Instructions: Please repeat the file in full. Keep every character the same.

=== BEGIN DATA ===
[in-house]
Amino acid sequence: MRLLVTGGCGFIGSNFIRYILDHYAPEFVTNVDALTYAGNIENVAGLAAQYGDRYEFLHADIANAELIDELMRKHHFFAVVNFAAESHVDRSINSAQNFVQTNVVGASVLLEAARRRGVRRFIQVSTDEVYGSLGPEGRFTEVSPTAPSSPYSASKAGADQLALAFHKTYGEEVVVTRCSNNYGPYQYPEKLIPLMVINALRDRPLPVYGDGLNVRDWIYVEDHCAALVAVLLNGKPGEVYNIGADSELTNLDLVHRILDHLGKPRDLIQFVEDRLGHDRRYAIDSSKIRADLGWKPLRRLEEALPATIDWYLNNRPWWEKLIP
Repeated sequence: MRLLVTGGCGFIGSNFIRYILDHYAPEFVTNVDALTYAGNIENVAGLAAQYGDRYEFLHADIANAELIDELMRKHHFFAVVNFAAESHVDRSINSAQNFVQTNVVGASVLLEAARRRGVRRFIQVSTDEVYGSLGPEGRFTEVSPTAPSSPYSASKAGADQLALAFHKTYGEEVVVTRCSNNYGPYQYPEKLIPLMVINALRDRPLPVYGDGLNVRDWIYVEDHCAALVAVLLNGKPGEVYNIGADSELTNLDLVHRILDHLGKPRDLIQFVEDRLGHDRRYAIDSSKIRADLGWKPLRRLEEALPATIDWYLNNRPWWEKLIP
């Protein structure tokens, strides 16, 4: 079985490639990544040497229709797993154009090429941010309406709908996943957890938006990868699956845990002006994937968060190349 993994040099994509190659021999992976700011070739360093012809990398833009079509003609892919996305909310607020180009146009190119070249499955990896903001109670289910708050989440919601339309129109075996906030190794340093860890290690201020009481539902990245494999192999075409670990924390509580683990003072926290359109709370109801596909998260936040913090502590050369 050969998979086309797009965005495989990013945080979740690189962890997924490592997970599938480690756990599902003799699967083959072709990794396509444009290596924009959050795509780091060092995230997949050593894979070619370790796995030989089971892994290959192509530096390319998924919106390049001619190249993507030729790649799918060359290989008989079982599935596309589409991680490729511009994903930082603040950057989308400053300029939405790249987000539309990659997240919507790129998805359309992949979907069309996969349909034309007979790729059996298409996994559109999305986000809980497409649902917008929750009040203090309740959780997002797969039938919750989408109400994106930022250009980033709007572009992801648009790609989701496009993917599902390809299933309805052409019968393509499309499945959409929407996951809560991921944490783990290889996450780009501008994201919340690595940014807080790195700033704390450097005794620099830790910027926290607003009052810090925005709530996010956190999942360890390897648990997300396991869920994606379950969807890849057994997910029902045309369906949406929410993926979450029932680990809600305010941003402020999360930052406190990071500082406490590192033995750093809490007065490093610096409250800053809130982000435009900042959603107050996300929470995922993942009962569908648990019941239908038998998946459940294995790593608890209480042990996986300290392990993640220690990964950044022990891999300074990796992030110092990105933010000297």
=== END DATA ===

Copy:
[in-house]
Amino acid sequence: MRLLVTGGCGFIGSNFIRYILDHYAPEFVTNVDALTYAGNIENVAGLAAQYGDRYEFLHADIANAELIDELMRKHHFFAVVNFAAESHVDRSINSAQNFVQTNVVGASVLLEAARRRGVRRFIQVSTDEVYGSLGPEGRFTEVSPTAPSSPYSASKAGADQLALAFHKTYGEEVVVTRCSNNYGPYQYPEKLIPLMVINALRDRPLPVYGDGLNVRDWIYVEDHCAALVAVLLNGKPGEVYNIGADSELTNLDLVHRILDHLGKPRDLIQFVEDRLGHDRRYAIDSSKIRADLGWKPLRRLEEALPATIDWYLNNRPWWEKLIP
Repeated sequence: MRLLVTGGCGFIGSNFIRYILDHYAPEFVTNVDALTYAGNIENVAGLAAQYGDRYEFLHADIANAELIDELMRKHHFFAVVNFAAESHVDRSINSAQNFVQTNVVGASVLLEAARRRGVRRFIQVSTDEVYGSLGPEGRFTEVSPTAPSSPYSASKAGADQLALAFHKTYGEEVVVTRCSNNYGPYQYPEKLIPLMVINALRDRPLPVYGDGLNVRDWIYVEDHCAALVAVLLNGKPGEVYNIGADSELTNLDLVHRILDHLGKPRDLIQFVEDRLGHDRRYAIDSSKIRADLGWKPLRRLEEALPATIDWYLNNRPWWEKLIP
């Protein structure tokens, strides 16, 4: 079985490639990544040497229709797993154009090429941010309406709908996943957890938006990868699956845990002006994937968060190349 993994040099994509190659021999992976700011070739360093012809990398833009079509003609892919996305909310607020180009146009190119070249499955990896903001109670289910708050989440919601339309129109075996906030190794340093860890290690201020009481539902990245494999192999075409670990924390509580683990003072926290359109709370109801596909998260936040913090502590050369 050969998979086309797009965005495989990013945080979740690189962890997924490592997970599938480690756990599902003799699967083959072709990794396509444009290596924009959050795509780091060092995230997949050593894979070619370790796995030989089971892994290959192509530096390319998924919106390049001619190249993507030729790649799918060359290989008989079982599935596309589409991680490729511009994903930082603040950057989308400053300029939405790249987000539309990659997240919507790129998805359309992949979907069309996969349909034309007979790729059996298409996994559109999305986000809980497409649902917008929750009040203090309740959780997002797969039938919750989408109400994106930022250009980033709007572009992801648009790609989701496009993917599902390809299933309805052409019968393509499309499945959409929407996951809560991921944490783990290889996450780009501008994201919340690595940014807080790195700033704390450097005794620099830790910027926290607003009052810090925005709530996010956190999942360890390897648990997300396991869920994606379950969807890849057994997910029902045309369906949406929410993926979450029932680990809600305010941003402020999360930052406190990071500082406490590192033995750093809490007065490093610096409250800053809130982000435009900042959603107050996300929470995922993942009962569908648990019941239908038998998946459940294995790593608890209480042990996986300290392990993640220690990964950044022990891999300074990796992030110092990105933010000297």